Does the chemical nature of soil carbon drive the structure and functioning of soil microbial communities?
E.-L. Ng, A.F. Patti, M.T. Rose, C.R. Schefe, K. Wilkinson, R.J. Smernikd, T.R. Cavagnaro
School of Biological Sciences, Monash University, Victoria 3800, Australia.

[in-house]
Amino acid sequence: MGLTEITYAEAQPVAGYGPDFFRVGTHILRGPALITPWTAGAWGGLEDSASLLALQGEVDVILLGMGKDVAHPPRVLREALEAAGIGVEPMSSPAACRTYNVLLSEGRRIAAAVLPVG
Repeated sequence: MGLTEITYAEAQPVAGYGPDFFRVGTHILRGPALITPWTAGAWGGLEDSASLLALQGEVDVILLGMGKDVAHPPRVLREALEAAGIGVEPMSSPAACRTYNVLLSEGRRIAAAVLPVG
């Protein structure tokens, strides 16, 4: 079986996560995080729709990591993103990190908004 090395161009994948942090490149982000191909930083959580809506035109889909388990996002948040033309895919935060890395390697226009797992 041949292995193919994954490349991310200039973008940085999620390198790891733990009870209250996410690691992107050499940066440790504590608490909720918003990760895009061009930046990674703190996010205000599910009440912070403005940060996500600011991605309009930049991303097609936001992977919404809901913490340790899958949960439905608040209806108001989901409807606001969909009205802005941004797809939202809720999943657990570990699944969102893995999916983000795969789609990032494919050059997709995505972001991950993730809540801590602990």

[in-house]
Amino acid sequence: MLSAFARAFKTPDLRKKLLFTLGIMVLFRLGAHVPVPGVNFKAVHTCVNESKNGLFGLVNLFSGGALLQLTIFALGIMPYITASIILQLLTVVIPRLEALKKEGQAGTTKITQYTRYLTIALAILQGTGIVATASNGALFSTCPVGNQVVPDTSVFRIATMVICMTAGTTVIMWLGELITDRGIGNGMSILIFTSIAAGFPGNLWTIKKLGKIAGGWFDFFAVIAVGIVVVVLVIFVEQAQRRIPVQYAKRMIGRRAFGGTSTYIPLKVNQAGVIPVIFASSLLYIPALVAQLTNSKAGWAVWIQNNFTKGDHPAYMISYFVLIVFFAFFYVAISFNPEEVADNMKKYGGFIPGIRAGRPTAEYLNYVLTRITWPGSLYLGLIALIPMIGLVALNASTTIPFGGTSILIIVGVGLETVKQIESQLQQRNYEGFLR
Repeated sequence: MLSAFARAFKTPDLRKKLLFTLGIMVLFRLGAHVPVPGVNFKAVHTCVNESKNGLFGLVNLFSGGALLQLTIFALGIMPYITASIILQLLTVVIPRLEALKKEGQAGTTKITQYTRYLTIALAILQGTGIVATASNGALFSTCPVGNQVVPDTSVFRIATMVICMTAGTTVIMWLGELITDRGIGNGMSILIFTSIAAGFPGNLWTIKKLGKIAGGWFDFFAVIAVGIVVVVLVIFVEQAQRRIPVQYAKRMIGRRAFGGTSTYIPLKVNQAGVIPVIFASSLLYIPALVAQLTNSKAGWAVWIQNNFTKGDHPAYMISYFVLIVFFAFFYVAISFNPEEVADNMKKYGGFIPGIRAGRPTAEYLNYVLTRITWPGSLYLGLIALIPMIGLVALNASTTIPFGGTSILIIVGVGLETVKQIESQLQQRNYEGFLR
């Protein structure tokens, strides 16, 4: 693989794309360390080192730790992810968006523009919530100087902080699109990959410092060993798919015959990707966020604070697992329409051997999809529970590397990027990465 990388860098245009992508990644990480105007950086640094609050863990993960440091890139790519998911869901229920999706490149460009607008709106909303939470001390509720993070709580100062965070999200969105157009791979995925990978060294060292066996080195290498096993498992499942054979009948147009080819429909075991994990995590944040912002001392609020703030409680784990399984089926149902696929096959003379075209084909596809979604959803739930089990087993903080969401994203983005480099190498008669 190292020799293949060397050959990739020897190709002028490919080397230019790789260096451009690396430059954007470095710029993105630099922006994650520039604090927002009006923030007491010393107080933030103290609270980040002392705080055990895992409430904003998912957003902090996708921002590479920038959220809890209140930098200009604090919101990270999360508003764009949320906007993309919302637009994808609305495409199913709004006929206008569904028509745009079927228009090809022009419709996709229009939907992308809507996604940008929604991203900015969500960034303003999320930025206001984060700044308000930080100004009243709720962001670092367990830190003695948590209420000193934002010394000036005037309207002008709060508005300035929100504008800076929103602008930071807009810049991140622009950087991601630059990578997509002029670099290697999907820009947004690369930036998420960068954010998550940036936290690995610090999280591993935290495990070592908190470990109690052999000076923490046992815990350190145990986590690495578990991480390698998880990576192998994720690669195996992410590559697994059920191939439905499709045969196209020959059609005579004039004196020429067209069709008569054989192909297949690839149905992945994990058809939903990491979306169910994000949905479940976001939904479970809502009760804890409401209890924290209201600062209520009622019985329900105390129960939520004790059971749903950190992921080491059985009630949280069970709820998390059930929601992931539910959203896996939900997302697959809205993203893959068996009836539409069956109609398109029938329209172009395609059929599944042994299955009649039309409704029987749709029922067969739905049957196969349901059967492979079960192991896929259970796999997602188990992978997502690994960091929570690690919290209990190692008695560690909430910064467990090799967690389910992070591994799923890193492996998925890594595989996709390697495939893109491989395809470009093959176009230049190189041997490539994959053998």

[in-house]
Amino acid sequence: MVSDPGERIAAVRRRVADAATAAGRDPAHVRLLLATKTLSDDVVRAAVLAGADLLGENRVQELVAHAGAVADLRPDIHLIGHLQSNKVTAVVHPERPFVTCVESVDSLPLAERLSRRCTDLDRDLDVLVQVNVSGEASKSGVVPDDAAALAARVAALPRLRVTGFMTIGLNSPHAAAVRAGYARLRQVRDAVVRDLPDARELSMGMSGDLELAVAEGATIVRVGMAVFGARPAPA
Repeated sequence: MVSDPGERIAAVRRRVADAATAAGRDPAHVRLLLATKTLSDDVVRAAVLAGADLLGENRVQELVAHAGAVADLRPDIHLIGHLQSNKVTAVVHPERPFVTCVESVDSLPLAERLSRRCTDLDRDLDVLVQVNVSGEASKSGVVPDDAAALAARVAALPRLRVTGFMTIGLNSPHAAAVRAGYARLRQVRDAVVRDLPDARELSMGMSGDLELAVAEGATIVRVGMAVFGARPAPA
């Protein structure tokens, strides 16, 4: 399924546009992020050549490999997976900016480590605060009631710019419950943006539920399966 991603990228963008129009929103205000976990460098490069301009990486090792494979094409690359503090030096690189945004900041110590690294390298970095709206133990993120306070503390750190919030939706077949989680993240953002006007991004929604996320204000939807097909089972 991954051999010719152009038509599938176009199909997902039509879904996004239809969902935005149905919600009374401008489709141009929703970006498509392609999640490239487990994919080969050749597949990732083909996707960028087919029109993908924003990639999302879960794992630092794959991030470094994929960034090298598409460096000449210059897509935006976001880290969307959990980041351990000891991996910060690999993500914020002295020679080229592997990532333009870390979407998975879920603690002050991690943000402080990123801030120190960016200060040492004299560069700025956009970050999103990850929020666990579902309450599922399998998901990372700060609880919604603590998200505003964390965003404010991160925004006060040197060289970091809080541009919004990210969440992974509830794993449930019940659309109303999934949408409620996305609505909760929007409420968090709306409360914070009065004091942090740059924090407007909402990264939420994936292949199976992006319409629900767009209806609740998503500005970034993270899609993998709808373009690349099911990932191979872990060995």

The transformation of organic amendments (OA) in soil is in large part performed by soil microbial communities. These processes are strongly affected by the carbon composition of the OAs. We examined microbial community responses to three types of OA: green waste, composted green waste and pyrolysed green waste added to two contrasting agricultural soils. We investigated the relationship between the soil carbon composition (as determined by 13C-solid state NMR), microbial community composition (as determined by phospholipid fatty acid analysis) and microbial activity (as determined by soil enzyme assays). We found that alkyl-C, O-aryl-C, aryl-C and carbonyl-C were able to explain most of the variations (≥50%) in soil microbial community composition and activity. Aryl-C content (reflecting relatively stable carbon forms) strongly influenced microbial composition, while carbonyl-C content (reflecting relatively labile carbon forms) strongly influenced the microbial activity. Our results confirm that there is a tight relationship between carbon composition and soil microbial community composition and function. Results are discussed in the context of examining the relationship between carbon forms, microbial community composition and activity following the addition of different OAs to the soil.